>days, but sometimes they abruptly return. This can occur anytime from two to five days after the initial encounter, and the recurring symptoms may be worse than they were initially.
>According to DAN consultant Dr. Bruce Miller, a board-certified dermatologist, dive medicine physician and diver, this is a “delayed hypersensitivity reaction,” or reaction to a toxin. Unlike a
>systemic (whole body) allergic reaction, which may affect larger skin areas or other organs, the delayed reaction tends to remain confined to the injury site.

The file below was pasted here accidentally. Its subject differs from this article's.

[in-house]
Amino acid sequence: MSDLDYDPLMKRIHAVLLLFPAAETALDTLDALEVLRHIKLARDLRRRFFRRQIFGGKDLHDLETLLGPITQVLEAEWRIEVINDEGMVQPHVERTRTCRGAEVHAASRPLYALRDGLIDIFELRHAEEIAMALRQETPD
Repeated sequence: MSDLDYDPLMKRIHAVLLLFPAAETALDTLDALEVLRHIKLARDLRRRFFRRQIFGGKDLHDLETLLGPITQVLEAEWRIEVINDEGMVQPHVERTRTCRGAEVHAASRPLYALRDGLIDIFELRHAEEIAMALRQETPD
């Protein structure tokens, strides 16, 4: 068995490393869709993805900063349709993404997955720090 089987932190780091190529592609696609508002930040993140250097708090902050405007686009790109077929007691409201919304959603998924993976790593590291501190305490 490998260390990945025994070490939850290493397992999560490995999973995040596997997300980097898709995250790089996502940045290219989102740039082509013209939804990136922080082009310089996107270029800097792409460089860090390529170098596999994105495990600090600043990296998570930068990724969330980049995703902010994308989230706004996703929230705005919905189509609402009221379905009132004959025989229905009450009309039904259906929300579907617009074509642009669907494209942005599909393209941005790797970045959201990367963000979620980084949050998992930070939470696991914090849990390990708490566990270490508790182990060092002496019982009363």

>“Once this delayed reaction occurs,” Miller said, “topical hydrocortisone cream (which is often part of the usual initial treatment) may have little or no benefit. The recommendation is to be evaluated by a physician, because oral steroids may be required to treat the reaction.”
>Think of this delayed reaction as being similar to a very bad case of poison oak, Miller said:“Without proper treatment, the symptoms can persist for weeks or longer. It’s important to seek evaluation by a physician to ensure no secondary infection exists from the skin breaks that can occur when the skin is scratched too vigorously.”